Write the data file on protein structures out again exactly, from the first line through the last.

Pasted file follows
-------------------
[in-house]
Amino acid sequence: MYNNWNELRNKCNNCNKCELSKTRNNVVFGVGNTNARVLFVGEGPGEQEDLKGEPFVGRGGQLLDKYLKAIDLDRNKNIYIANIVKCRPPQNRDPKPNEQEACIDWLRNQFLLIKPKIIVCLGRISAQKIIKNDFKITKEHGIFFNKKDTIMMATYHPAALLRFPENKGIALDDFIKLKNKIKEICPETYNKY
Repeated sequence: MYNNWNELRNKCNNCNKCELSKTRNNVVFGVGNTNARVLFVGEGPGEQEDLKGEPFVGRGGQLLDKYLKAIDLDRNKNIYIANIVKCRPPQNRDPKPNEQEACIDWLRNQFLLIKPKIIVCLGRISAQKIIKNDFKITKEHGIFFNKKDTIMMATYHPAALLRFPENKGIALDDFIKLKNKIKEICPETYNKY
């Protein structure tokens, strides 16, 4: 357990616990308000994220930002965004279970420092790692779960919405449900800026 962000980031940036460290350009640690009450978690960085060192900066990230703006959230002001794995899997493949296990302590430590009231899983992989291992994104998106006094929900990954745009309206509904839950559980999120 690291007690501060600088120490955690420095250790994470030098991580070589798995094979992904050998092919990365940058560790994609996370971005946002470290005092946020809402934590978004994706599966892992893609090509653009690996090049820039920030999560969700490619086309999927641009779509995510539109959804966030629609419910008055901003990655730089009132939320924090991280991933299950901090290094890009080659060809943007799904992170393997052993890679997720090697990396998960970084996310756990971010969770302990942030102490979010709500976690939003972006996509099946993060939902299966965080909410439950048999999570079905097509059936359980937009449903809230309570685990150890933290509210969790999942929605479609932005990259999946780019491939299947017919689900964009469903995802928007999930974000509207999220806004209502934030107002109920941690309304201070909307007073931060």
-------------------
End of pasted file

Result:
[in-house]
Amino acid sequence: MYNNWNELRNKCNNCNKCELSKTRNNVVFGVGNTNARVLFVGEGPGEQEDLKGEPFVGRGGQLLDKYLKAIDLDRNKNIYIANIVKCRPPQNRDPKPNEQEACIDWLRNQFLLIKPKIIVCLGRISAQKIIKNDFKITKEHGIFFNKKDTIMMATYHPAALLRFPENKGIALDDFIKLKNKIKEICPETYNKY
Repeated sequence: MYNNWNELRNKCNNCNKCELSKTRNNVVFGVGNTNARVLFVGEGPGEQEDLKGEPFVGRGGQLLDKYLKAIDLDRNKNIYIANIVKCRPPQNRDPKPNEQEACIDWLRNQFLLIKPKIIVCLGRISAQKIIKNDFKITKEHGIFFNKKDTIMMATYHPAALLRFPENKGIALDDFIKLKNKIKEICPETYNKY
């Protein structure tokens, strides 16, 4: 357990616990308000994220930002965004279970420092790692779960919405449900800026 962000980031940036460290350009640690009450978690960085060192900066990230703006959230002001794995899997493949296990302590430590009231899983992989291992994104998106006094929900990954745009309206509904839950559980999120 690291007690501060600088120490955690420095250790994470030098991580070589798995094979992904050998092919990365940058560790994609996370971005946002470290005092946020809402934590978004994706599966892992893609090509653009690996090049820039920030999560969700490619086309999927641009779509995510539109959804966030629609419910008055901003990655730089009132939320924090991280991933299950901090290094890009080659060809943007799904992170393997052993890679997720090697990396998960970084996310756990971010969770302990942030102490979010709500976690939003972006996509099946993060939902299966965080909410439950048999999570079905097509059936359980937009449903809230309570685990150890933290509210969790999942929605479609932005990259999946780019491939299947017919689900964009469903995802928007999930974000509207999220806004209502934030107002109920941690309304201070909307007073931060």